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  Kabukiza

The original Kabuki-za was built in 1889 and was a residence first of the Hosokawa clan of Kumamoto and later of the Matsudaira clan of Izu. Now it is the center of Japanese traditional culture although the beginnings of Kabuki itself date back to 17th century Kyoto.

 

When electricity was introduced to the building and the necessary appliances were installed, it burnt down in October 1921. The rebuilding started in June the following year. However the uncompleted building was again heavily damaged during the Great Kanto Earthquake in September 1923. Completion took until December 1924 when plays could finally be started again. Even during the war plays continued, but the air raids of May 1945 gutted the building, leaving only the outside walls standing. It was rebuilt again but did not reopen until January 1951.

Since its reopening make adjustments and changes have been made. Maybe one of the most useful adjustment was the introduction of headsets enabling foreigners to listen and understand the texts and the songs performed during the play. 

The Kabukiza was demolished in spring 2010, and is being rebuilt, a process which is expected to take three years. Reasons cited for the reconstruction include concerns over the building's ability to survive earthquakes, as well as accessibility issues. A series of farewell performances, entitled Kabuki-za Sayonara Kōen (歌舞伎座さよなら公演 lit. "Kabuki-za Farewell Performances"?) were held from January through April 2010, after which kabuki performances are taking place at the nearby Shinbashi Enbujō and elsewhere until the opening of the new theatre complex, currently scheduled for 2013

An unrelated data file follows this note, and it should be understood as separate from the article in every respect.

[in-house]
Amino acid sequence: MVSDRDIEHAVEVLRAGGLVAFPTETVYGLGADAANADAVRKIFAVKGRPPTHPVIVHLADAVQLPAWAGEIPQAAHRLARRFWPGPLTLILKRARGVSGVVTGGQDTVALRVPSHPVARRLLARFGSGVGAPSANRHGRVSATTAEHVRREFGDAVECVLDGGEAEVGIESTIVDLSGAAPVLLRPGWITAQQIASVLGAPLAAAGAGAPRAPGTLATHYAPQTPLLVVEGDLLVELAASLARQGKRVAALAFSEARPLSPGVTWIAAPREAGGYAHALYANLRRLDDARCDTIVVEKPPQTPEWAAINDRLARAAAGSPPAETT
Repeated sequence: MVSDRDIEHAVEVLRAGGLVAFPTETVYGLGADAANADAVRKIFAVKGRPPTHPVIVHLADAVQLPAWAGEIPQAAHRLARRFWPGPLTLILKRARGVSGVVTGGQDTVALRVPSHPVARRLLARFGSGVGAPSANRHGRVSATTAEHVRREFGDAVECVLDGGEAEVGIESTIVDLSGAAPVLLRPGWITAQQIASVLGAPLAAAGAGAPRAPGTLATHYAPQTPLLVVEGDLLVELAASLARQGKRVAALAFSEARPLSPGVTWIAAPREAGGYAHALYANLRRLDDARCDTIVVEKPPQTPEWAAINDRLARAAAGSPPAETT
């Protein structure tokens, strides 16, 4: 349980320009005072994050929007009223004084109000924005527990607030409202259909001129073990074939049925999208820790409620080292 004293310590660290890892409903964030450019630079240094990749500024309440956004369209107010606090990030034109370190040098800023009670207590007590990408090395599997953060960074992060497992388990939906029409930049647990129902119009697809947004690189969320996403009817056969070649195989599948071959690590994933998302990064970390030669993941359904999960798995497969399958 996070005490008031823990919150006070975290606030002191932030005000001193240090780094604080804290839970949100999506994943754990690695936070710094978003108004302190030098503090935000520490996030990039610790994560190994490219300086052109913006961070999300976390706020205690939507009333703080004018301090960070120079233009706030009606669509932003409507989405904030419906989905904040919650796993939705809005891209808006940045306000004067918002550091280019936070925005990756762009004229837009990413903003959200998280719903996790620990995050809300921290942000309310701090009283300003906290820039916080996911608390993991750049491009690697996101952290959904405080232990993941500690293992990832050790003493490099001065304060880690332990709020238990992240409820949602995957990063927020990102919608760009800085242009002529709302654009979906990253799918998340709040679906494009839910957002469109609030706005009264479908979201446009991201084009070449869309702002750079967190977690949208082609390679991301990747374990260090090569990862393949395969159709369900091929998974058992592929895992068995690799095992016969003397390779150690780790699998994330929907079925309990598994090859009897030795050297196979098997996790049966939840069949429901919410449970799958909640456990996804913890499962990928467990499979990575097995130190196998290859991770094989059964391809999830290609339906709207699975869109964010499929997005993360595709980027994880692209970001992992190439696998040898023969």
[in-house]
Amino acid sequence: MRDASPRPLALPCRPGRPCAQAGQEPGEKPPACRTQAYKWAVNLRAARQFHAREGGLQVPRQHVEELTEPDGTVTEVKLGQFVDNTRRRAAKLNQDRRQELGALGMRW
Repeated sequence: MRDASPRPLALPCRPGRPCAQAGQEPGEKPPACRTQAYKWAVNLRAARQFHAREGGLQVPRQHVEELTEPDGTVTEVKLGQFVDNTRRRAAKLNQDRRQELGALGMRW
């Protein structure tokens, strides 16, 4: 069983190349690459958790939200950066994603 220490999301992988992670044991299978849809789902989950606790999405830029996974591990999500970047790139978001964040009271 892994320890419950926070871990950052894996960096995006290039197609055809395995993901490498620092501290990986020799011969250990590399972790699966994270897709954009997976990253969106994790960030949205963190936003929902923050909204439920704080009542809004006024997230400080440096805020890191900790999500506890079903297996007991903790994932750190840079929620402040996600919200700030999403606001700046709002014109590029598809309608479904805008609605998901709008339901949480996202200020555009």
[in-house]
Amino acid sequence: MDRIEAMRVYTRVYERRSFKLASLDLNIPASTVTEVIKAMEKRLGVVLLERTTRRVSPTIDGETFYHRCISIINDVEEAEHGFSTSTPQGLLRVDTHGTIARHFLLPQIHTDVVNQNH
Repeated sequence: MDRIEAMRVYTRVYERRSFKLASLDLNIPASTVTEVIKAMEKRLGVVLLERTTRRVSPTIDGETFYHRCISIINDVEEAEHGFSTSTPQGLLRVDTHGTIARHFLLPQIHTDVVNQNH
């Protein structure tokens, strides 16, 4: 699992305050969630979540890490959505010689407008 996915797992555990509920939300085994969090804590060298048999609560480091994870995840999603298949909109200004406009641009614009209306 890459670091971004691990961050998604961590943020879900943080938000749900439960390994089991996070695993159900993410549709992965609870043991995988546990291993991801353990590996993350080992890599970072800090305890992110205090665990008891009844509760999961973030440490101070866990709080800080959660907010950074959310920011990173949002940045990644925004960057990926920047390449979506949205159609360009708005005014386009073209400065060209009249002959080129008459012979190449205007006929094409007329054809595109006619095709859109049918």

Kabukiza telephone number: 03-3541-3131 Reservations: 03-5565-6000

(10:00-18:00 open every day)

There are usually two shows daily

Matinees 11:00 AM -3:45 PM / Evening shows 4:30 PM - 9:00 PM

Please note that these time may change depending on the show being performed.

The matinees and evening shows usually consist of three or four plays.


Admission fees: 

Yen 16,800  (1st floor box seat), Yen 14,700,  Yen 10,500, Yen 4,200, Yen  2,520

Note: price can change without prior notice.
Single show (Makumi): This is for people who don't have enough time to see
whole program. You can see single performance of a program which usually
consists of three or four separated plays. But this ticket is sold only the same day,
the seat is on the 4th floor and the ear phone guide is not available on that floor.

 

For all further information please check the official website:

http://www.shochiku.co.jp/play/kabukiza/theater/

Chiyoda* Districts
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